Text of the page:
Ok so we’re not all going to come up with something as unique and world famous as Harry Potter, but what can we learn from J.K. Rowling’s approach to business and marketing? Here are four key things that Rowling has done amazingly well, that we might be able to incorporate into our own brands and business journeys.
Responding well to failure
It’s well documented that J.K Rowling was an unemployed single mother on benefits when she wrote her first Harry Potter novel. So it’s fair to say Ms Rowling knows a thing or two about bouncing back. From there, she famously went on to have her manuscript rejected multiple times before it was finally published. In business, we need to be resilient and able to turn setbacks and disappointments into success. It is motivating and reassuring to remember that even billionaire author J.K Rowling has had rejection, criticism and hardship in her business journey.
The power of branding
With Harry Potter, J.K Rowling didn’t just create a series of books, she created a powerful brand. However, this couldn’t have happened without a compelling and unique creative idea and a great piece of art (in this case, fiction). It’s so obvious when you read books that are designed to be made into films and audiences don’t respond well to this obvious commercialisation. Harry Potter was so successful because people bought into the world that was created in the books 100%. Once the series was successful, Rowling could then explore other branding and marketing opportunities and movies, merchandise and even worldwide theme parks have followed. The lesson to learn is to let your business evolve naturally and don’t over commercialise your ideas before they are really successful.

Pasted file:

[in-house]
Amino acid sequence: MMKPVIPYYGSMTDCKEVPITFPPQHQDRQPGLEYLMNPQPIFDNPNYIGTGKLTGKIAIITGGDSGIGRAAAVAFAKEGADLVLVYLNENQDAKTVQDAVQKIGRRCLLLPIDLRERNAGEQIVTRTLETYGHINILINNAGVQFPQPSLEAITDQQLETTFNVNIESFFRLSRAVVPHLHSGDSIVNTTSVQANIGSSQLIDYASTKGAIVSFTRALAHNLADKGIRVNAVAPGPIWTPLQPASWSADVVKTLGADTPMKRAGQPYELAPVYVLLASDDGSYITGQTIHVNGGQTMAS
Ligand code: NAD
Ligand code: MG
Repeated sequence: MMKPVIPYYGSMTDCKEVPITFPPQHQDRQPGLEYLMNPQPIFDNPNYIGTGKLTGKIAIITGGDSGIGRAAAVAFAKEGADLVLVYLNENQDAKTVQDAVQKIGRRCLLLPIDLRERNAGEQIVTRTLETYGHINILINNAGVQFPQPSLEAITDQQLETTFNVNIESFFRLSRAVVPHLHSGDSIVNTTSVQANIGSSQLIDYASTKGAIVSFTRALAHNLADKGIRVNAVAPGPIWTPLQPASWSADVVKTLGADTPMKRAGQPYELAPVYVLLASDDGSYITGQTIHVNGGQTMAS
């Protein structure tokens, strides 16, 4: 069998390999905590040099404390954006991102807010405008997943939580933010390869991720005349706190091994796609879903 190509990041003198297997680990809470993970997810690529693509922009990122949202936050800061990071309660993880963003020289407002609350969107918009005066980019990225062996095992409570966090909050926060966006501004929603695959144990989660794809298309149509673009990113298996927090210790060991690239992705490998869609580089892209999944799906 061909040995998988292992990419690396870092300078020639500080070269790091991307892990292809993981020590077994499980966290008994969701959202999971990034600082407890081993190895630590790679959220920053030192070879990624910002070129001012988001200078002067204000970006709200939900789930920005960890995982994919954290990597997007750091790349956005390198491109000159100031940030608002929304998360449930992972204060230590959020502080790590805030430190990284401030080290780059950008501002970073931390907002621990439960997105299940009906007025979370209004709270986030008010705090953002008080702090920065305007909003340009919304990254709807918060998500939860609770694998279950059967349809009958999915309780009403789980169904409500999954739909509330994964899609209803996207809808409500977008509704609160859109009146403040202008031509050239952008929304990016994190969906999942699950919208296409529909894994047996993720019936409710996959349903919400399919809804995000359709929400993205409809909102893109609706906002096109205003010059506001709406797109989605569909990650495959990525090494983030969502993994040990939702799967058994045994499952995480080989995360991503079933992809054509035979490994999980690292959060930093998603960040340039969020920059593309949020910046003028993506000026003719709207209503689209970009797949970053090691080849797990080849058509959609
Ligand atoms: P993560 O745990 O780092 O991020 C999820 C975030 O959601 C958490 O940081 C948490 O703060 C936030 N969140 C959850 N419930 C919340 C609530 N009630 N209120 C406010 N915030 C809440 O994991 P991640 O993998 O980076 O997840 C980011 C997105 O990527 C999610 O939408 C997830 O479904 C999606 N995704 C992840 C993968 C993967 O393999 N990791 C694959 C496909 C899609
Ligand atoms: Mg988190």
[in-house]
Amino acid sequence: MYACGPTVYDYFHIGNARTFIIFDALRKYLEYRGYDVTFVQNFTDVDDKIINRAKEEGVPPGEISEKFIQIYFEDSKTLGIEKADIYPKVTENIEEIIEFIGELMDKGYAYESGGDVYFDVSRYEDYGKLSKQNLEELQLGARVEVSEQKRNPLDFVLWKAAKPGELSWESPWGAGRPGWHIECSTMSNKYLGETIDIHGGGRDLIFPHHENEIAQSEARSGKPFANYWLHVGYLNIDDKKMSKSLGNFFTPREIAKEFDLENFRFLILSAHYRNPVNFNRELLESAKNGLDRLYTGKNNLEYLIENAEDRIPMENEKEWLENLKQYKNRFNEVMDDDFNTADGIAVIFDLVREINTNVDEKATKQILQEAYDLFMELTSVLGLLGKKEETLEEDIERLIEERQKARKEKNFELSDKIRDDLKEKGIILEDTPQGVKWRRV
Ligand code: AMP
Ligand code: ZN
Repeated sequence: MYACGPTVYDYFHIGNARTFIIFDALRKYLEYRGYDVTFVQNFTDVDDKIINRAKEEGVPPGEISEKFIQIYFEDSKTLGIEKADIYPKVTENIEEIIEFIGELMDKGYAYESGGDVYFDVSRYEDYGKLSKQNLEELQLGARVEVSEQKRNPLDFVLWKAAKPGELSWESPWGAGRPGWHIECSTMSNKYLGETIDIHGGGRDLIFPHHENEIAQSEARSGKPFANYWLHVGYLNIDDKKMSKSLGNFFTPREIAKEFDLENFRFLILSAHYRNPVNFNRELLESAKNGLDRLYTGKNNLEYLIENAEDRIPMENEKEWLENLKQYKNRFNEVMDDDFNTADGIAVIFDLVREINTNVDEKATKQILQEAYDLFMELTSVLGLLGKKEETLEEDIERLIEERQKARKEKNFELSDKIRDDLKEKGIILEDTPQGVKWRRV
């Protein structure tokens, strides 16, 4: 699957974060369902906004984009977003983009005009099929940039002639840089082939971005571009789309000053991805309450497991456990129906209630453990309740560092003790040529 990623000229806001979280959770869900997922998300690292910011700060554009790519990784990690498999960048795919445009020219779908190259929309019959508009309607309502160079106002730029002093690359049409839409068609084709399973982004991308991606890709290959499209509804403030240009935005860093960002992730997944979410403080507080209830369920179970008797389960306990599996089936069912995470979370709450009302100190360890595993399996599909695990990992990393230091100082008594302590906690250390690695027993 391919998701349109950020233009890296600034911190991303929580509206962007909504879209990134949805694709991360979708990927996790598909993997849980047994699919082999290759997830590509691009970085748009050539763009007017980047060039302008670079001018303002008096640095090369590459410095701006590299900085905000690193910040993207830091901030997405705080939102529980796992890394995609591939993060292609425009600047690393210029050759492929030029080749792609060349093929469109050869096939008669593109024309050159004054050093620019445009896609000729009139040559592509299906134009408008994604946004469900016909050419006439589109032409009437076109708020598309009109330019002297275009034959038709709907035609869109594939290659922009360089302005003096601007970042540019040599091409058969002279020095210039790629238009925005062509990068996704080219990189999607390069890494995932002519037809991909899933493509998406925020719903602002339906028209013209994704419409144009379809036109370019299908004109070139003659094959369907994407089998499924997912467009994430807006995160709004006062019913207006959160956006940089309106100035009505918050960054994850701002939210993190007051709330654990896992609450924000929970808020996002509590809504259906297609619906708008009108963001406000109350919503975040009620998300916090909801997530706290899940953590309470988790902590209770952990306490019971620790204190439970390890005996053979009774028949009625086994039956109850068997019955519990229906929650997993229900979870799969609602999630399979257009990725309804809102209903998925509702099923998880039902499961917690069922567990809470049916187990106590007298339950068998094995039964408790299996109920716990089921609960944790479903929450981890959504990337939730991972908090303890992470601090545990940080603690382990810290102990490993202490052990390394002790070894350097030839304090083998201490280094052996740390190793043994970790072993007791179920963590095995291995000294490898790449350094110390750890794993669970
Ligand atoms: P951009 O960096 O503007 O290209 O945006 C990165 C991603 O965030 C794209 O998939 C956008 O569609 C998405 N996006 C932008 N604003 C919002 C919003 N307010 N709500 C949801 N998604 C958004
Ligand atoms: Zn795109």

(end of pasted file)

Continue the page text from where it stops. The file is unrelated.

Content marketing is key
J.K Rowling has mastered the art of engaging and delighting her dedicated fans. It is much easier to sell to your existing customer base than to attract new customers, and so Rowling created the site Pottermore where fans can delve deeper into the world of Harry Potter and learn more about the characters and spells. This encourages brand loyalty, with fans feeling like they are part of a club. Content marketing is also key – J.K Rowling publishes articles to keep engaging Potter fans and also to lead them towards her other titles. Look for opportunities to engage your existing customers with interesting and relevant content.
Secrecy and intrigue
J.K Rowling claims that she wrote crime novel The Cuckoo’s Calling under the pseudonym Robert Galbraith so that the work would be judged on its own merit. But was it actually a really clever PR stunt? The book had had good reviews but had only sold around 500 copies before Rowling’s cover was blown and she was revealed as the true author. Of course it then went on to be an international blockbuster. The secrecy and intrigue created by this only heightened the novel’s success and added credibility to J.K Rowling’s brand. It was also a massive risk. Releasing the book without the security of already being a household name and successful author meant that Rowling was opening herself up to criticism. Of course the gamble paid off and ended up boosting Rowling’s profile even more. In business we have to be prepared to take risks. We also need to look for unusual, unexpected and intriguing PR opportunities. Is there a way to use this strategy in your business?
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